The discovery of a supernova so early in its life and so close to Earth -- around 21 million light-years away -- has astronomers around the world hustling to observe the phenomenon with as many telescopes as possible, said one of the leaders of the team that discovered it.
"We caught this supernova earlier than we've ever discovered a supernova of this type," physics Professor Andy Howell at the University of California, Santa Barbara, said.
"On Tuesday, it wasn't there. Then, on Wednesday, boom! There it was -- caught within hours of the explosion. As soon as I saw the discovery image I knew we were onto something big," Howell said in a UCSB release Friday.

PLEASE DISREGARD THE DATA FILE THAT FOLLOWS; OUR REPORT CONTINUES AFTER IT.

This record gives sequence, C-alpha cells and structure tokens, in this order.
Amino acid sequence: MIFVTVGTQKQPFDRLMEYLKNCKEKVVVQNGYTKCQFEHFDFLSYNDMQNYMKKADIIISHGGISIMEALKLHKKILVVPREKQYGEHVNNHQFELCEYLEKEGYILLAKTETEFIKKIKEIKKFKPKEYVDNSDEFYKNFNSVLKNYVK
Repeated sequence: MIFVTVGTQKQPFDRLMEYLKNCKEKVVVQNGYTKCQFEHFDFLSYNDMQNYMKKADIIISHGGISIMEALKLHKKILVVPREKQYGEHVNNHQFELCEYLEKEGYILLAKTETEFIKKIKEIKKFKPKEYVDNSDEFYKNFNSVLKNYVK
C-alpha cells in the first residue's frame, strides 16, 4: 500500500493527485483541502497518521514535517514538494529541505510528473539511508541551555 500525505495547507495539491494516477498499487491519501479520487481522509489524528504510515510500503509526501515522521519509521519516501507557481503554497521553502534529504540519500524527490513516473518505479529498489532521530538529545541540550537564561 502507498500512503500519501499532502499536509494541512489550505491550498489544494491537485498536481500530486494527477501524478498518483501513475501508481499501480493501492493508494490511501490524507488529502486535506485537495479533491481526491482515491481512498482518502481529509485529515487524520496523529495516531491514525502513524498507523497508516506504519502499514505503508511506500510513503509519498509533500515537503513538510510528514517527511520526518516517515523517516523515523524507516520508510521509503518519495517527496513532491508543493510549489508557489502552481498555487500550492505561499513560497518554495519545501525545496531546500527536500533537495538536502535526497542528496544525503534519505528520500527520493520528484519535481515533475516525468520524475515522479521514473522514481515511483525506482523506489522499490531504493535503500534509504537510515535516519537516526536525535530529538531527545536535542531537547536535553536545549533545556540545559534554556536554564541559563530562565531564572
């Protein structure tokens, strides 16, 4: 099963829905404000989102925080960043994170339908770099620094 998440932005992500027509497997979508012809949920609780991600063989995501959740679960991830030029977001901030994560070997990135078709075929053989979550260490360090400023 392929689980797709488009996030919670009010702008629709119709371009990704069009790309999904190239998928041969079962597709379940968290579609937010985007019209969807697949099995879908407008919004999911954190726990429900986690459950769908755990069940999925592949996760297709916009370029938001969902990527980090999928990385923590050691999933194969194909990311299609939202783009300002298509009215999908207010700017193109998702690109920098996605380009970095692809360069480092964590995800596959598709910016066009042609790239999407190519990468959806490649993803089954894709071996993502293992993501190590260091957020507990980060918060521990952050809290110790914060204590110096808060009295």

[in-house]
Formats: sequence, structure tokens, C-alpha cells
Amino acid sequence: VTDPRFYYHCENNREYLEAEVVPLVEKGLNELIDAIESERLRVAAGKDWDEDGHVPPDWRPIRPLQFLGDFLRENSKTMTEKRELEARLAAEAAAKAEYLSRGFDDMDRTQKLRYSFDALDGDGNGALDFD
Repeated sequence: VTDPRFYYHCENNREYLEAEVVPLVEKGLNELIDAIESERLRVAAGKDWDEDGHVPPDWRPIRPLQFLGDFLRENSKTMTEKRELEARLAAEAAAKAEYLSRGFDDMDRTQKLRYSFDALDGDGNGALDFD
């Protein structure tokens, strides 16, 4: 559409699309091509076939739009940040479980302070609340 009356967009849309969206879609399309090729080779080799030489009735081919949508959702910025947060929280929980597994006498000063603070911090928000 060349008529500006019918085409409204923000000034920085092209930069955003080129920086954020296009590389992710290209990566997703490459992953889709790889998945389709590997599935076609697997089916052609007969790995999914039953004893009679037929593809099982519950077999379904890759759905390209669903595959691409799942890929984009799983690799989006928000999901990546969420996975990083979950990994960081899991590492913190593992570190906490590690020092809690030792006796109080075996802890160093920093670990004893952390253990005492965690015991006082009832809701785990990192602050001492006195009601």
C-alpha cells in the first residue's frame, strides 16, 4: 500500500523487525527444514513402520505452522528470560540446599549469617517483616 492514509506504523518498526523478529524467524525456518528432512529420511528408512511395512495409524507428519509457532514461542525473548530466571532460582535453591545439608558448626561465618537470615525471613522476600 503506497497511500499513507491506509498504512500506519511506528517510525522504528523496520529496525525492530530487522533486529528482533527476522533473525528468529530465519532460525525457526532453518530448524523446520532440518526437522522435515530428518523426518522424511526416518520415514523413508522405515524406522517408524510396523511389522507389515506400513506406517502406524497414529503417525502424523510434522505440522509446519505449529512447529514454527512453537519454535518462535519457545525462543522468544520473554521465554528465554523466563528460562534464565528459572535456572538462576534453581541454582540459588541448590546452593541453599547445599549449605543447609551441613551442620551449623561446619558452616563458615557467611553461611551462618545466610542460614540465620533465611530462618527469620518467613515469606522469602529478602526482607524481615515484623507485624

Images of the supernova, classified as a Type Ia, from Wednesday night showed the supernova had brightened by more than a factor of 20 less than a day after discovery.
"Type Ia supernovae are the kind we use to measure the expansion of the universe," said Mark Sullivan of Britain's Oxford University, who was among the first to follow up on the detection. "Seeing one explode so close by allows us to study these events in unprecedented detail."